Sneha Centre: Providing mental health and psychosocial support in Cambodia

The majority of the time, when people hear the word “healthy,” they immediately think of physical attributes like low cholesterol, strong cardiac health, and the absence of disease.

Unfortunately, millions of people experience mental health issues that can be just as crippling as some of the worst physical illnesses.

Due to the professional treatment provided by mental health professionals, the majority of these people have a better quality of life. However, many people never receive assistance because they either don’t ask for it or don’t have the necessary access.

A comprehensive evaluation of the Mental Health and Substance Abuse Centers industry reveals that it has grown steadily over the last half-decade. Mental health counseling services are required regardless of economic situations, insulating the industry from fluctuations in the economy.

As people get back to work and have a consistent income, private health insurance will become more accessible, encouraging people to seek mental health treatment when they need it.

Around 40% of Cambodians are believed to be suffering from mental health and psychological issues. Several studies show that Cambodia has high levels of Post-Traumatic Stress Disorder, and the Suicide rate is substantially higher than the global average.

Unfortunately, there is a huge gap between what is required and what is accessible in Cambodia to alleviate the pressure of mental diseases and enhance mental health. For instance,

  • Out-patient mental health services are provided by only 2% of health centers (18 out of 967).
  • Only 59 percent of referral hospitals (50 out of 84) provide out-patient mental health treatments.
  • There are just two psychiatric in-patient units in the country, with a total of 14 beds, serving a population of around 15 million people.
  • For the entire country, just 35 qualified psychiatrists and 45 psychiatric nurses are available, with the majority of them based in Phnom Penh.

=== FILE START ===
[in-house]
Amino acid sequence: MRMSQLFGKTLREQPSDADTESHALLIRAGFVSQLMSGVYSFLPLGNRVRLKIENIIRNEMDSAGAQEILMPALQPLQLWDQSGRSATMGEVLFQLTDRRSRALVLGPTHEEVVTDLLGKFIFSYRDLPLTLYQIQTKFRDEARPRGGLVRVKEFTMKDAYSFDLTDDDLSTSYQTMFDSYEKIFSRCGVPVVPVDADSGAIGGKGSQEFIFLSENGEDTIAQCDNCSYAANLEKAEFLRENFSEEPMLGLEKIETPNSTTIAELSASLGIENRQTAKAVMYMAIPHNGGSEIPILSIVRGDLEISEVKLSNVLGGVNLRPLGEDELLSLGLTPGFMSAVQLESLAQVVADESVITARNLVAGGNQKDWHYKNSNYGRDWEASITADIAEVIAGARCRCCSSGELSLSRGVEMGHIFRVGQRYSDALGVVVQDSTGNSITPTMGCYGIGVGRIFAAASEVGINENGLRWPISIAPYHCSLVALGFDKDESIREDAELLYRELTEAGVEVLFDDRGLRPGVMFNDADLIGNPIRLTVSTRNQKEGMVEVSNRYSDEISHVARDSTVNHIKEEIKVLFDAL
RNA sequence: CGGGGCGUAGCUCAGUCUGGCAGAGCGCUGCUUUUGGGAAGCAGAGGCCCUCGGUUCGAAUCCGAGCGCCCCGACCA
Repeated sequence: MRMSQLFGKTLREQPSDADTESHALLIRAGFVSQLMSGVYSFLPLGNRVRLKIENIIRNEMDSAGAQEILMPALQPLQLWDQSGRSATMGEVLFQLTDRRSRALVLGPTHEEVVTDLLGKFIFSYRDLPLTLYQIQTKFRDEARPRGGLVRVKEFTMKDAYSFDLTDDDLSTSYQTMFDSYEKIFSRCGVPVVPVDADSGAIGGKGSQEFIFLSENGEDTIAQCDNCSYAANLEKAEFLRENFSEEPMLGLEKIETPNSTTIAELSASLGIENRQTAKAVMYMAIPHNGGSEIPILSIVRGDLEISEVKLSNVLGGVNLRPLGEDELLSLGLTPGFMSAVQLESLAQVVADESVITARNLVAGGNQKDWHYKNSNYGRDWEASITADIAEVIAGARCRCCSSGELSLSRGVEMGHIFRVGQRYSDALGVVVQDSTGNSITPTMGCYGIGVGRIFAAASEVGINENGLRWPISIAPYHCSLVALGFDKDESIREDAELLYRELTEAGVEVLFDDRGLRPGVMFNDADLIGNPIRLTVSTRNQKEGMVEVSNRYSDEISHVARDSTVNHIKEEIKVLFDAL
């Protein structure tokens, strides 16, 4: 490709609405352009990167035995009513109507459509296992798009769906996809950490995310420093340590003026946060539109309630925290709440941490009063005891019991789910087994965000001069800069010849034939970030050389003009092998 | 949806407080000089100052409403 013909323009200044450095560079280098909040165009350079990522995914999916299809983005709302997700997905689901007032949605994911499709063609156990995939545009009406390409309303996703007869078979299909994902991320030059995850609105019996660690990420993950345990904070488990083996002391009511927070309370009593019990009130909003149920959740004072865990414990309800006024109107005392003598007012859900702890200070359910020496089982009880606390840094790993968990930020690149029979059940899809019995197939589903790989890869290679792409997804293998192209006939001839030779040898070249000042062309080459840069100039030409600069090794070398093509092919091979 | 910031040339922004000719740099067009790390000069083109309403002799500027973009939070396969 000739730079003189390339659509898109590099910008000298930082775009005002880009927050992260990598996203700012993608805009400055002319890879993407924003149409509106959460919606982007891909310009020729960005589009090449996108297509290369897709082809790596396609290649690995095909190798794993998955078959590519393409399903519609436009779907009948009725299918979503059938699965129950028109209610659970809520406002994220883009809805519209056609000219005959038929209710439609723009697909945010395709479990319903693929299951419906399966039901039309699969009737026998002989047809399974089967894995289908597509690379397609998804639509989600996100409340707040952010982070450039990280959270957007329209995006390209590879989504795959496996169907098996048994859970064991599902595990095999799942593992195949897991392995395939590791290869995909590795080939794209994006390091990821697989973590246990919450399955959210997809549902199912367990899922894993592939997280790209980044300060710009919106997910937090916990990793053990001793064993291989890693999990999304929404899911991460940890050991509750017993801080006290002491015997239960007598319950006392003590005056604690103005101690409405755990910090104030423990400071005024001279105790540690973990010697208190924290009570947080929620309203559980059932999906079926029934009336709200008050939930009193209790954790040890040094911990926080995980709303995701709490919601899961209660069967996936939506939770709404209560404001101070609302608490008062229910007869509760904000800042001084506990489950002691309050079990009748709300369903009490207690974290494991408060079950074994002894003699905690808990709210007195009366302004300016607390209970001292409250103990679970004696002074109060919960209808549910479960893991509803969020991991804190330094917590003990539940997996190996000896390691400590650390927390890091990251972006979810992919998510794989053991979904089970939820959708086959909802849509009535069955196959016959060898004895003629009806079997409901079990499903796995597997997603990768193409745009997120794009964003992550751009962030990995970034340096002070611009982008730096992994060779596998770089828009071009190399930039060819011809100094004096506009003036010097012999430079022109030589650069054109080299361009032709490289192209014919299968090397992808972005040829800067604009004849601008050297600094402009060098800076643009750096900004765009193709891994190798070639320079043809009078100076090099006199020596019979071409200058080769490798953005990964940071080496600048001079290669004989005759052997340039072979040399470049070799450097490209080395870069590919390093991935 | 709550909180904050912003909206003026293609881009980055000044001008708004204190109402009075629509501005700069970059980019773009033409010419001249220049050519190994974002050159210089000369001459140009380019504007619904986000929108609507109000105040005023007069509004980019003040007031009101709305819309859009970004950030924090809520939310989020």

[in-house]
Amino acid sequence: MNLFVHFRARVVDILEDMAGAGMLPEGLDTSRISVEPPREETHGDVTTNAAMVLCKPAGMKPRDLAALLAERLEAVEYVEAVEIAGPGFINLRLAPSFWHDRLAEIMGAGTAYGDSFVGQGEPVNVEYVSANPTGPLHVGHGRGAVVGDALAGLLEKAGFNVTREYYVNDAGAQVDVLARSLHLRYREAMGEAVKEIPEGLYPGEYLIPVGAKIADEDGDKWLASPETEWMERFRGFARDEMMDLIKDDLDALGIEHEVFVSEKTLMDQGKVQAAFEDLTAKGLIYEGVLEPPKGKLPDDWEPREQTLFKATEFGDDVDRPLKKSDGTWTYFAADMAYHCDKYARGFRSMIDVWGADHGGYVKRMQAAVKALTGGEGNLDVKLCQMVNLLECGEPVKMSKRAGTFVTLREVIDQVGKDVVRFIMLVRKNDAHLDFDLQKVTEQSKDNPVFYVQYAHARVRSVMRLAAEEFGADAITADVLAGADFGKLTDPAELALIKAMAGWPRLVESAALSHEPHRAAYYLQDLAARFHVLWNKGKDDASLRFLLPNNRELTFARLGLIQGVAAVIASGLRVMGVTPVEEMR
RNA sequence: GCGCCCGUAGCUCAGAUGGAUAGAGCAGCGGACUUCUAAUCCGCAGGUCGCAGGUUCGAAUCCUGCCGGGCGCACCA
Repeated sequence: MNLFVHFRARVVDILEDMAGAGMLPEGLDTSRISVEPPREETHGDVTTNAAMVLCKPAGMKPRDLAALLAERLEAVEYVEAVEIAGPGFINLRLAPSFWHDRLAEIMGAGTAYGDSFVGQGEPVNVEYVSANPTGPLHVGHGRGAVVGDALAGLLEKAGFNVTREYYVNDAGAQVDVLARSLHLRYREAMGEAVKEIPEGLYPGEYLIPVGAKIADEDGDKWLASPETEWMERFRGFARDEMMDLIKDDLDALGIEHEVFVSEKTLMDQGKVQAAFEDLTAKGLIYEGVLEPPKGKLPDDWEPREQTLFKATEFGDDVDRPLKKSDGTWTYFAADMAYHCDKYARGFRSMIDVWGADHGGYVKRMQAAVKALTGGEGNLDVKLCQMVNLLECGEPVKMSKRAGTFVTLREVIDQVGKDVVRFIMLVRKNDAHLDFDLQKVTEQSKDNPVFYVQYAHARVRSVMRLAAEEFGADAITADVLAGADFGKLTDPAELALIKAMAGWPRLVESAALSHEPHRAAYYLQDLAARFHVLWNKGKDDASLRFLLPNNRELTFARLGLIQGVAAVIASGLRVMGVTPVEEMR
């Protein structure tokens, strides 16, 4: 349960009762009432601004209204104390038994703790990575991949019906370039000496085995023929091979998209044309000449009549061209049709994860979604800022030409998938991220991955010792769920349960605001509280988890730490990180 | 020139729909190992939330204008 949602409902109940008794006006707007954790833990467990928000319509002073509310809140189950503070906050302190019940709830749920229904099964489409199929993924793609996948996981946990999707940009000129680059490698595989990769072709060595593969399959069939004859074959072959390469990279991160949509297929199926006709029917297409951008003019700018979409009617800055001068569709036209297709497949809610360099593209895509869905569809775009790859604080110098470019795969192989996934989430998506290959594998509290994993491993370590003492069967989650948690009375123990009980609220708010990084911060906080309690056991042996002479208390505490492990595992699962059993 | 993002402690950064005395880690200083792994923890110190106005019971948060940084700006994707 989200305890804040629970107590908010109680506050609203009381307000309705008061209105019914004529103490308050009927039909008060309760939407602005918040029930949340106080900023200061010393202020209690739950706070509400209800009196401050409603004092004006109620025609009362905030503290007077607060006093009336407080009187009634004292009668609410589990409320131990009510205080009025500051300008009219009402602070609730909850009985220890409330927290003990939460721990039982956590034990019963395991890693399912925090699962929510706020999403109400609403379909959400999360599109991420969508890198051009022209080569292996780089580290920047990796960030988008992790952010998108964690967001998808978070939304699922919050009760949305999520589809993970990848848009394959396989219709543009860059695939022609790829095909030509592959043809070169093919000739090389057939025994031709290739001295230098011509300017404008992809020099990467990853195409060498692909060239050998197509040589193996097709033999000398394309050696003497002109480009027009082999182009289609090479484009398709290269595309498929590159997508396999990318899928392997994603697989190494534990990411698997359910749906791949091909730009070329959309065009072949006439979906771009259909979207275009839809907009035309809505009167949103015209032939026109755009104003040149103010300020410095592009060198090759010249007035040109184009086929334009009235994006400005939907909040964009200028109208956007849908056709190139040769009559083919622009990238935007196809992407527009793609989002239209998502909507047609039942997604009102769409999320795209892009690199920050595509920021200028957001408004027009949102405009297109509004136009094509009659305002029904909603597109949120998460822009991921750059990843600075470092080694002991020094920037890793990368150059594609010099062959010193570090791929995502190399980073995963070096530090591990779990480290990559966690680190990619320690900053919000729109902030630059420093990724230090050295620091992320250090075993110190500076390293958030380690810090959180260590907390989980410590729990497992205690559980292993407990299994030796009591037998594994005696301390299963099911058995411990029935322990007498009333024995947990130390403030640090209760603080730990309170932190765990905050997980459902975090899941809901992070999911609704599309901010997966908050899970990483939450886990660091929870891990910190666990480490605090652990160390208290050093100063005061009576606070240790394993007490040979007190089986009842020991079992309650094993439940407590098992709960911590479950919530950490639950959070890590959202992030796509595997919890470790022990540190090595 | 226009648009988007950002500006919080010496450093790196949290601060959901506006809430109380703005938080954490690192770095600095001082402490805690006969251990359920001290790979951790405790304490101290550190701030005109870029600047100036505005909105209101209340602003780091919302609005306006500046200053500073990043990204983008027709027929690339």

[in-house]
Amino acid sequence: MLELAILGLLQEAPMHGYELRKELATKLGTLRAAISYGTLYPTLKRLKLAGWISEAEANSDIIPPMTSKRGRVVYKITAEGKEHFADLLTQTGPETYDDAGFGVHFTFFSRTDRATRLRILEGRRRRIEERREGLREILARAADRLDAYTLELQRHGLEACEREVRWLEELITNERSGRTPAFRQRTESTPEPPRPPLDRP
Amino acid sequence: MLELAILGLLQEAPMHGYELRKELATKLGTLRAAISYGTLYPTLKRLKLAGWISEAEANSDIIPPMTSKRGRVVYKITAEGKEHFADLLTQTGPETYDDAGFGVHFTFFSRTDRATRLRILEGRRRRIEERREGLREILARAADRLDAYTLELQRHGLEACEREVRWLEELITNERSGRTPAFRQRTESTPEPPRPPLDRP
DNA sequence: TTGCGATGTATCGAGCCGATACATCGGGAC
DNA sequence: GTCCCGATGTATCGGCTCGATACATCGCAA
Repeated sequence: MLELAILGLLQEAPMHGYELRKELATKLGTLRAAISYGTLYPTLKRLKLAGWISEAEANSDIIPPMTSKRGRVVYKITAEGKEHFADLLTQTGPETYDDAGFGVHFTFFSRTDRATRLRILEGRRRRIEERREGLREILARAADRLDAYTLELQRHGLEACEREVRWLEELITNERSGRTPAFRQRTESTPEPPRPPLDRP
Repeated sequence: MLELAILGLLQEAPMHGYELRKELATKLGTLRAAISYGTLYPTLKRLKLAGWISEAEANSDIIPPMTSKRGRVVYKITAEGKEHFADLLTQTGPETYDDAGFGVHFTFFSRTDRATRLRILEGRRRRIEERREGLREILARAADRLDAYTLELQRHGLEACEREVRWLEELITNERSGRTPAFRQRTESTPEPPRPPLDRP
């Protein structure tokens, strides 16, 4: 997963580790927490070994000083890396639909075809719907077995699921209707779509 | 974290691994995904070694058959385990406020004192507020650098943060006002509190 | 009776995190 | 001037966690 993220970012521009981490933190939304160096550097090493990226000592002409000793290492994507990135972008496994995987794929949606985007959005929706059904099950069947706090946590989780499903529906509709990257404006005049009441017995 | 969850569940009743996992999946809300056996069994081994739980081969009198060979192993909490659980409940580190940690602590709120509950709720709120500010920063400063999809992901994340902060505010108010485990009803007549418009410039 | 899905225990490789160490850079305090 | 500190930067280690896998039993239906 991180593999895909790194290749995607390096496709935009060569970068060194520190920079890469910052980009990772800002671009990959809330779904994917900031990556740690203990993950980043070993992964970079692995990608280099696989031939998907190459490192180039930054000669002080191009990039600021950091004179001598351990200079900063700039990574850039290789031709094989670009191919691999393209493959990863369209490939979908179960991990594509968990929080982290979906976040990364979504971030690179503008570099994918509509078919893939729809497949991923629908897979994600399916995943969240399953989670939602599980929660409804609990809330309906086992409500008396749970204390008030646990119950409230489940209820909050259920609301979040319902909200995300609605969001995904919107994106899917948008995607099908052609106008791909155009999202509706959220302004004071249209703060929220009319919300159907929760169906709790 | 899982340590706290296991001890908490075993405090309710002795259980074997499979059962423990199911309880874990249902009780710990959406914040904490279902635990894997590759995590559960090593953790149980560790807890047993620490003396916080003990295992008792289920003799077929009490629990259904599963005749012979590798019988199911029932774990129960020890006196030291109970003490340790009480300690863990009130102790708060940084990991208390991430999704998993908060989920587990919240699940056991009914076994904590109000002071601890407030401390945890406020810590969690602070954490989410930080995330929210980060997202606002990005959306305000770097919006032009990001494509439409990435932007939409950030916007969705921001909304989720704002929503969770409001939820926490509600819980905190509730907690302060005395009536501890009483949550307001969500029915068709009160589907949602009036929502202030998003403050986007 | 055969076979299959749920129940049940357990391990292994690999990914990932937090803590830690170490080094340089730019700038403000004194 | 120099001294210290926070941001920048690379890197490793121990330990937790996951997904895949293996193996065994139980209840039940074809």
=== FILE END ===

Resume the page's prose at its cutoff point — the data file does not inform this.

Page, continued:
Sneha Centre run by Sotheary Yim and her team, in Cambodia is a certified counseling (private practice) firm that specializes in assisting individuals with mental health issues.

Sotheary Yim

Conducting mental health assessments, developing individualized treatment plans, leading individual or group therapy sessions, running precautionary mental wellness classes or workshops, making treatment consultations, online counseling services, and self-help book and materials are all part of Sneha Centre’s business services.

In PhnomPenh, Cambodia, Sneha Centre is located between a densely populated residential and commercial region.

Instead of looking or expecting Sneha (love, affection, friendship) from others, Sneha Centre promotes Self-Love (Self-Sneha).  Self-Sneha means to appreciate who you are, what you have, what you want to do and what you want to be. It means to take care of your own needs and not sacrifice your well-being to please others. Self-Sneha creates healthy relationships, homes, workplaces and careers.

Within the mental health industry in Cambodia, Sneha Centre provides a variety of mental health counseling services.

Sotheary Yim, Founding Director of Sneha Centre says, “Our purpose in starting our mental health counseling business is to assist our clients in overcoming adversity, achieving personal goals, and improving their competence, capacity, and productivity while also profiting from the business, and we will do everything possible under Cambodian law to achieve our goals.”

Are you looking for ways to enhance your mental health?  If you or someone you care about needs assistance with a mental health issue, know that it is possible.

Just keep in mind that your chances of a positive outcome increase the earlier you address a mental health illness.

You can seek assistance from friends or family members, professional counselors like Sotheary Yim of Sneha Centre, community clinics, support groups, online resources, individual or family therapy, and more.

“You are not your illness. You have an individual story to tell. You have a name, a history, a personality. Staying yourself is part of the battle.” — Julian Seifter

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